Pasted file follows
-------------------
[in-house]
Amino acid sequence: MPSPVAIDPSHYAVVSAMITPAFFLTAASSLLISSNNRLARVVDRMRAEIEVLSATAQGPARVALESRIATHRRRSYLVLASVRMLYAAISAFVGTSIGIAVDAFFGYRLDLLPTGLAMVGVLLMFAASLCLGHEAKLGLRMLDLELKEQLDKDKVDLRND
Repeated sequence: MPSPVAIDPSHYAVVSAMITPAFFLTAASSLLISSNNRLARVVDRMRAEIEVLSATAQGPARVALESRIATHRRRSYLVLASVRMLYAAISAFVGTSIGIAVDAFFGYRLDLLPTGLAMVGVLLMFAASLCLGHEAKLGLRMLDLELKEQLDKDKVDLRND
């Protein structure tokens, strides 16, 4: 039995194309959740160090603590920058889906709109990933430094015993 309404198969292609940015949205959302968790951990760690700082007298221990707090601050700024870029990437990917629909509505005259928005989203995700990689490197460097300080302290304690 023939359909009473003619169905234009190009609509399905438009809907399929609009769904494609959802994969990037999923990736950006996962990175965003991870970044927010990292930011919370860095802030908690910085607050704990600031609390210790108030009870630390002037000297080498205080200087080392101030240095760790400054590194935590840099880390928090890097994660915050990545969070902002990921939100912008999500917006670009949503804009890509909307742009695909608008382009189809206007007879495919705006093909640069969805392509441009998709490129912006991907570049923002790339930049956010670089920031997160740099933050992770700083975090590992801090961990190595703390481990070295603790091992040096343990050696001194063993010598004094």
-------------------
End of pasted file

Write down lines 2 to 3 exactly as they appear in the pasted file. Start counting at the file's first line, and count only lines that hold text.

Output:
Amino acid sequence: MPSPVAIDPSHYAVVSAMITPAFFLTAASSLLISSNNRLARVVDRMRAEIEVLSATAQGPARVALESRIATHRRRSYLVLASVRMLYAAISAFVGTSIGIAVDAFFGYRLDLLPTGLAMVGVLLMFAASLCLGHEAKLGLRMLDLELKEQLDKDKVDLRND
Repeated sequence: MPSPVAIDPSHYAVVSAMITPAFFLTAASSLLISSNNRLARVVDRMRAEIEVLSATAQGPARVALESRIATHRRRSYLVLASVRMLYAAISAFVGTSIGIAVDAFFGYRLDLLPTGLAMVGVLLMFAASLCLGHEAKLGLRMLDLELKEQLDKDKVDLRND